Old photos create a spark
Well, this summer is wrapping up nicely as I am writing this, and both Wawatay and SEVEN readers will be heading back to class. Some of you may be returning to the same familiar school, or enrolling for the first time into secondary or post-secondary education.
My advice to returning and new students: enjoy your time in school. It’s a swell place to learn and grow, and also a great chance to really find your self. Don’t take your classmates for granted because the friends you have now may not be in your future as everyone chooses their own paths after graduation.
I sometimes still wonder if I am on the right path. Sometimes I feel as thought I have lost something along the way, or even that I am headed in the wrong direction.
I looked to my past not too long ago to try to understand how I came to be here – why I am the way I am? I felt like I needed answers for what happened in my life, and in the lives of those around me because I was starting to feel lost.
I tried to retrace my steps. I asked questions about the past; questions nobody seemed to want to answer.
I wanted to know why my parents did not speak their language, and why I wasn’t allowed to make dream catchers in Ojibway class as a young student in Red Lake, ON. I wanted to know why I knew so little about my culture.
I realized it really wasn’t my parents’ fault, and that something was taken from my grandparents while they were in the residential school system as young children.
I became angry and upset thinking about it.
I started searching my paternal grandfather’s name online. I searched the schools that he went to. For some reason I felt like he was the key; that he was the answer to everything that was bad in my life and my entire family’s life. I have since drifted apart from my paternal grandfather.
I’m not mad at him, but I needed to see proof that he was actually in residential school. I needed to see his name on a document.
I wanted to know who it was who hurt him, who it was who managed to hurt three generations of his family from then on. Since nobody really liked to talk about it or was able to talk about it, I needed to find out for myself.
Eventually, I found his photo on a residential school research website.
He was probably in his early teen years in the Pelican Lake Residential School hockey team photo.
I felt sad because even though all of the other kids on that hockey team were smiling, my grandfather wasn’t. His eyes looked so dark, and his face was solemn.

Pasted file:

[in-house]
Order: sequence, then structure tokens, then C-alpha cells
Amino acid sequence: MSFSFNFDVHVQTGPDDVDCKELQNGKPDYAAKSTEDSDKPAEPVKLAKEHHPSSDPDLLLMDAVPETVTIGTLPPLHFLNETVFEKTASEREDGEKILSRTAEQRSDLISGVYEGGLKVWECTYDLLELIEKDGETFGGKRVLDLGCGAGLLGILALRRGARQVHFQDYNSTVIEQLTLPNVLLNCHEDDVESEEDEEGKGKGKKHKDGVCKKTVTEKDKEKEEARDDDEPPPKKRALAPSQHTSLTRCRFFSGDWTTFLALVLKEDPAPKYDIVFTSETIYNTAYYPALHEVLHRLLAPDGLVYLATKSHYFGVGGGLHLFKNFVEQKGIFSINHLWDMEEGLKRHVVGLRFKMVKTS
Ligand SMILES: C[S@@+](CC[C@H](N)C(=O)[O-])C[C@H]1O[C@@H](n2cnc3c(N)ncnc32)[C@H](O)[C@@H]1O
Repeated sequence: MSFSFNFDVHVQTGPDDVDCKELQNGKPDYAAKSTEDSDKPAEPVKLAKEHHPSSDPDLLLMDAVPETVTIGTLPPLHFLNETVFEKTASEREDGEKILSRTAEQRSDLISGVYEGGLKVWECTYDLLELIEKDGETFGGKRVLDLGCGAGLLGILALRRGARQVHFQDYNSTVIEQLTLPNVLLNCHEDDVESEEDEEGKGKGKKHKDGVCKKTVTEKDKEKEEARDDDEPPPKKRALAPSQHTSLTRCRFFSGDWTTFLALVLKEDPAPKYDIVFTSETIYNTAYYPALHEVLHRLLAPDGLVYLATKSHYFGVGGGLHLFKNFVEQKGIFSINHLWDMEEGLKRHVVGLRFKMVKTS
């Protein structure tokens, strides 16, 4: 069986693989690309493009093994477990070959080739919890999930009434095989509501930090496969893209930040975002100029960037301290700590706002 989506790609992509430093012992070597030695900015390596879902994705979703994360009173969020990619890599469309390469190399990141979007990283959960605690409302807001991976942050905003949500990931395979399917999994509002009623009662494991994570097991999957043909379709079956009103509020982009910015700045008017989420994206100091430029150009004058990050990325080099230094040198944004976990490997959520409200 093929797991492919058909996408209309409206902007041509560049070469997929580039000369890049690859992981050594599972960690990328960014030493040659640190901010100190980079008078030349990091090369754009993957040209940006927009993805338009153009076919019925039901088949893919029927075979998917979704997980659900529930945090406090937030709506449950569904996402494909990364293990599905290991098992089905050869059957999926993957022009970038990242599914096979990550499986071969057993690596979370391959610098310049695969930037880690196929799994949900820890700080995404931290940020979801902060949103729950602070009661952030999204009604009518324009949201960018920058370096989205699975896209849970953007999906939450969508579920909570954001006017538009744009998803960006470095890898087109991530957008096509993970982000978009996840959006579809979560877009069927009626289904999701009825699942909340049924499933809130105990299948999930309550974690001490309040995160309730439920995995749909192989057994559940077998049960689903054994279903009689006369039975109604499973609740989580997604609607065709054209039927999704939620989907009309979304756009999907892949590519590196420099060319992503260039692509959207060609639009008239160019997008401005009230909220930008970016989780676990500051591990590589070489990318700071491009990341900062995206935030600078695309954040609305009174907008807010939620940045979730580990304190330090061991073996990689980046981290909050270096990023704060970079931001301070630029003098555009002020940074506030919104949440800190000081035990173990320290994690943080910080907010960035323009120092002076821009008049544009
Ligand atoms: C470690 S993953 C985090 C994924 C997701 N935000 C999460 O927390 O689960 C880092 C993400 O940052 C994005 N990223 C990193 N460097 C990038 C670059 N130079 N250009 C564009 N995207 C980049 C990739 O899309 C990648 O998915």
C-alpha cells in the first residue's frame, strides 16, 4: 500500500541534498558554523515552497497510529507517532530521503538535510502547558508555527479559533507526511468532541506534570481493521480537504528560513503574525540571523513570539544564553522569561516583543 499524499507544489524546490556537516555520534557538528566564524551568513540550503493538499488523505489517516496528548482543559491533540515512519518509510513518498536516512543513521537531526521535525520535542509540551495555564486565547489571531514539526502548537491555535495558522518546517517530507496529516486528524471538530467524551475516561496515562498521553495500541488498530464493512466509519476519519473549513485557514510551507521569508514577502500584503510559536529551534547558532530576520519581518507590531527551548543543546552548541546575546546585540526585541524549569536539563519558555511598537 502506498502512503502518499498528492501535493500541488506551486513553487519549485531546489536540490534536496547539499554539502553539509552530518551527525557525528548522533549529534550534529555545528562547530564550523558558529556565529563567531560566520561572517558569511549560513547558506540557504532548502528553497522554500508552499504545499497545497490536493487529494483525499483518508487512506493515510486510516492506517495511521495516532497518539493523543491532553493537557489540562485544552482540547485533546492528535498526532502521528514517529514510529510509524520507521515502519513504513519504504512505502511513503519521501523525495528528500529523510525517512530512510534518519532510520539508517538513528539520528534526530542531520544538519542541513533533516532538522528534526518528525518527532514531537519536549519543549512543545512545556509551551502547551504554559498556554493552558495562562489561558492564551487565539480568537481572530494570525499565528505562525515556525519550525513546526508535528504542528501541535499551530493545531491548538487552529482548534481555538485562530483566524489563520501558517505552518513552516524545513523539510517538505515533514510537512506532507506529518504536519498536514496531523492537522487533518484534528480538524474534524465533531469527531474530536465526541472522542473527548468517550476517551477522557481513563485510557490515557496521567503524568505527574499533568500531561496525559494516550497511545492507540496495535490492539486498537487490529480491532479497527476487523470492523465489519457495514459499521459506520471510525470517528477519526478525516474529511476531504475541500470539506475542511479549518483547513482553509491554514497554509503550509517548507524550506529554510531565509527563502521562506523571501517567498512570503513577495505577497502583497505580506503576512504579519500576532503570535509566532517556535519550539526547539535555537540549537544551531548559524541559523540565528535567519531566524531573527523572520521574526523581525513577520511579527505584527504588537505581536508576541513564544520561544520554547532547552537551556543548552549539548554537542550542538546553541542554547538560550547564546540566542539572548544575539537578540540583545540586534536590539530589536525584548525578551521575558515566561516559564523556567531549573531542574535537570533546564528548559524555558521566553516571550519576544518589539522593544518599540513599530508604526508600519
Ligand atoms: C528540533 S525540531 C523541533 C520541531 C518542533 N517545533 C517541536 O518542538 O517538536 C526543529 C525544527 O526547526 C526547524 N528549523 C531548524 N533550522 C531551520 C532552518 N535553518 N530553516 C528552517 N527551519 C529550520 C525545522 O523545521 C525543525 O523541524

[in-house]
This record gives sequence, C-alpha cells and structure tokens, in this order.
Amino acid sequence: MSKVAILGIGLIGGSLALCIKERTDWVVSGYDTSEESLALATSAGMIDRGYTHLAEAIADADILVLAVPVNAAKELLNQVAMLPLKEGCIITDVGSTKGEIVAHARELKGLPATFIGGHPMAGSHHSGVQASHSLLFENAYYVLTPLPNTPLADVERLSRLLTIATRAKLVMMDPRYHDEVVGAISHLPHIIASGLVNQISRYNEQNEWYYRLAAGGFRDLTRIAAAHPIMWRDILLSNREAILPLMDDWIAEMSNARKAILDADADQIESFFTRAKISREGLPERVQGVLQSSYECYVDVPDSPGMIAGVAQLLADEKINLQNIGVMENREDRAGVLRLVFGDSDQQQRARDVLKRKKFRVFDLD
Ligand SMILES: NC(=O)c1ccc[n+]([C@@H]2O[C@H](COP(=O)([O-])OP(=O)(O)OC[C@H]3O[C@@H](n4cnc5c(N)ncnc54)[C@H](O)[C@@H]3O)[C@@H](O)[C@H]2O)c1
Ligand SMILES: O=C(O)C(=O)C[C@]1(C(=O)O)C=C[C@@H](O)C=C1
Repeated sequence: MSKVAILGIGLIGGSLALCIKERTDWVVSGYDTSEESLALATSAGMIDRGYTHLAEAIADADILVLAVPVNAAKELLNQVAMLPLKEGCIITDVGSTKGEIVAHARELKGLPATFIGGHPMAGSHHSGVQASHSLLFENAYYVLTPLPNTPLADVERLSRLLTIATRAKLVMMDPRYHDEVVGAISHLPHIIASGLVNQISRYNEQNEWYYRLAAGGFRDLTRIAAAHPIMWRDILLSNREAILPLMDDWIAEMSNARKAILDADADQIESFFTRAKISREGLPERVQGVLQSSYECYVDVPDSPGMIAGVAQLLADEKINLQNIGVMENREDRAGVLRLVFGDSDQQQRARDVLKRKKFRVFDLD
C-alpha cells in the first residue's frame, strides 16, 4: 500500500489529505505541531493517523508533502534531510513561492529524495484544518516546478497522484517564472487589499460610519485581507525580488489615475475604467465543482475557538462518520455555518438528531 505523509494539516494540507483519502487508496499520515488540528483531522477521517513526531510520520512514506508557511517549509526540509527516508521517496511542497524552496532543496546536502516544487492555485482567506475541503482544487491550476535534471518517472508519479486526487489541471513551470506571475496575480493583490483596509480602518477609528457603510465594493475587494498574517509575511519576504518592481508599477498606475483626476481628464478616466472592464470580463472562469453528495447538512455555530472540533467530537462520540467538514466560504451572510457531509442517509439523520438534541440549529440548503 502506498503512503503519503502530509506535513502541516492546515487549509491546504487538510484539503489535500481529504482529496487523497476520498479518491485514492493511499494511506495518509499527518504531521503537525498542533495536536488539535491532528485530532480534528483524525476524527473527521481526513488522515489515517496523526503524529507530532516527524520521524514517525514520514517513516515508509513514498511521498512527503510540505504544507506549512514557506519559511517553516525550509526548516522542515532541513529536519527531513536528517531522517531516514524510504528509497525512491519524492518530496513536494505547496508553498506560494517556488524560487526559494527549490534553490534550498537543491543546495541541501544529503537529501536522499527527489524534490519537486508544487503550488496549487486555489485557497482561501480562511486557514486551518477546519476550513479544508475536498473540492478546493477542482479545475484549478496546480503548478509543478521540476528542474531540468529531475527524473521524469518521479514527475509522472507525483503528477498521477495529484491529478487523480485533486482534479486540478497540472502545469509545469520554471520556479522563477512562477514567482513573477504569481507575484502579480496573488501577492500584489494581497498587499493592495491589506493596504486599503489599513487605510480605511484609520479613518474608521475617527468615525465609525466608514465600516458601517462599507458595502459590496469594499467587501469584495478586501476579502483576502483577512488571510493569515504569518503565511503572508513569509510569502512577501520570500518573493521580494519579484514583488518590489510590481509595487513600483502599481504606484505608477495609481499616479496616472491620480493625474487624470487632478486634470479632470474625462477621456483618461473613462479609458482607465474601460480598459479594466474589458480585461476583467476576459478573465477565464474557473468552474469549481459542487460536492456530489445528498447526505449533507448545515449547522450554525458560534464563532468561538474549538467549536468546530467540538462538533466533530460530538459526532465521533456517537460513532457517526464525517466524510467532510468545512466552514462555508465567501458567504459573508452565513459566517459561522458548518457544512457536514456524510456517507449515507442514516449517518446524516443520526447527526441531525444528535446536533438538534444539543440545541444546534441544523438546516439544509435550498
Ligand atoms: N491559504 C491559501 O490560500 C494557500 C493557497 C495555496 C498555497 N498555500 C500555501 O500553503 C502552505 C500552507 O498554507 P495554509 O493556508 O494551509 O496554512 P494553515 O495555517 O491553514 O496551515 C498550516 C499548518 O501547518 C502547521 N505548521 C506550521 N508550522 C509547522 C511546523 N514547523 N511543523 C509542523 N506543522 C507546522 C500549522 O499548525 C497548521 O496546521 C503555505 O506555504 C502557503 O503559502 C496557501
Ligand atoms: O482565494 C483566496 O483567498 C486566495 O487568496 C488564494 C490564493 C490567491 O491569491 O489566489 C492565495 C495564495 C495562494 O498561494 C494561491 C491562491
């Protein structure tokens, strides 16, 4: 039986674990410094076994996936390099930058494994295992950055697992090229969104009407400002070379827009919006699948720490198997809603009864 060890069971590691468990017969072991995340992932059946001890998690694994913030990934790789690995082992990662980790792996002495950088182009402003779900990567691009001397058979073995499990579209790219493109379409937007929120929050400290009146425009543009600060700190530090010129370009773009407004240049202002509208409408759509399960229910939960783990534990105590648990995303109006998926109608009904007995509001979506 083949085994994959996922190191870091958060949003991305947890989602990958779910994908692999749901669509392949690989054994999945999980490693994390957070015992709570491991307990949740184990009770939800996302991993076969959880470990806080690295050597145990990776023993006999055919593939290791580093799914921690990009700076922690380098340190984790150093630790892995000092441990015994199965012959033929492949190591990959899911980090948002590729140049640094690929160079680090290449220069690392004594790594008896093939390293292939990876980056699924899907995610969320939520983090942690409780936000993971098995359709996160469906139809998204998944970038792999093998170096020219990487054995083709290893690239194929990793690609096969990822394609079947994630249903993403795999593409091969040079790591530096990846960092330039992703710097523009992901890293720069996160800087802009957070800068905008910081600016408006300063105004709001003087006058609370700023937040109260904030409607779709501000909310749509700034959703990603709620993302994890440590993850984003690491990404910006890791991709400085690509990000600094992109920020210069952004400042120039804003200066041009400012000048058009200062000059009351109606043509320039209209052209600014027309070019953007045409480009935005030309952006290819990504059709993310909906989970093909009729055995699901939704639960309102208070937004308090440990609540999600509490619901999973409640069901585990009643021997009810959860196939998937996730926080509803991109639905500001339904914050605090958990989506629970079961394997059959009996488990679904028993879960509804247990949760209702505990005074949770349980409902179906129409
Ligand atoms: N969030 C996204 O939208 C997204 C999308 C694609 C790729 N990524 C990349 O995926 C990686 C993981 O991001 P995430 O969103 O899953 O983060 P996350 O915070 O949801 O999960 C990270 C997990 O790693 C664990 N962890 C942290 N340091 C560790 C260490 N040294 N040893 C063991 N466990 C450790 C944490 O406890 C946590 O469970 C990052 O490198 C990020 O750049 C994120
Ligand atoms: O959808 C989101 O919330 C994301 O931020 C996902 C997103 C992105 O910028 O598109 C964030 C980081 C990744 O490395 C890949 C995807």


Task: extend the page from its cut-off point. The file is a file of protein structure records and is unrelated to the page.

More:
I learned he was previously placed in McIntosh Residential School near Vermillion Bay, so I searched the website’s files on the school. I thought that maybe I could find him in photos there and maybe I could see him smiling as a young child.
Maybe I could see a light in his eyes and it would make me feel better.
I searched through all of the photos and the names, but I didn’t find him.
I found someone else instead.
Once again I found a photo of a hockey team, but this time it was another familiar face that stared up back at me. Located in the center, kneeling in goalie equipment with a bit of a smirk on his face was my other grandfather. My Shoom.
My eyes welled up with tears staring at his young face, but they weren’t sad tears.
I have always been very close to my Shoom. Sure he had his share of problems in life, but he was always kind to me. He was always honest, he was always funny, and he still is to this day.
I realized that even though bad things had happened in the past, there is still a lot of good things left. There are a lot of good things worth carrying on for.
I know there were certain paths my grandparents took, and I feel that they were taken for a reason because eventually the paths connected to help form the one I am on now, the one my family is on now. Had just one of them chosen a different path, I doubt my family would be here today.
I took some photos of my son holding up my grandfather’s hockey photo and I submitted them to an art gallery in Ottawa that was looking for photos and artwork to display in an upcoming exhibit called Nigi Mikàn I found it: Indigenous women’s identity.
My son’s photos were one of 10 pieces of work that were selected out of the whole of Canada to be on display in the exhibit.
It meant so much to me, and it reminded me that I have to keep going with what I found on this path, not only for myself but also for my family.
I hope you all keep going, too.
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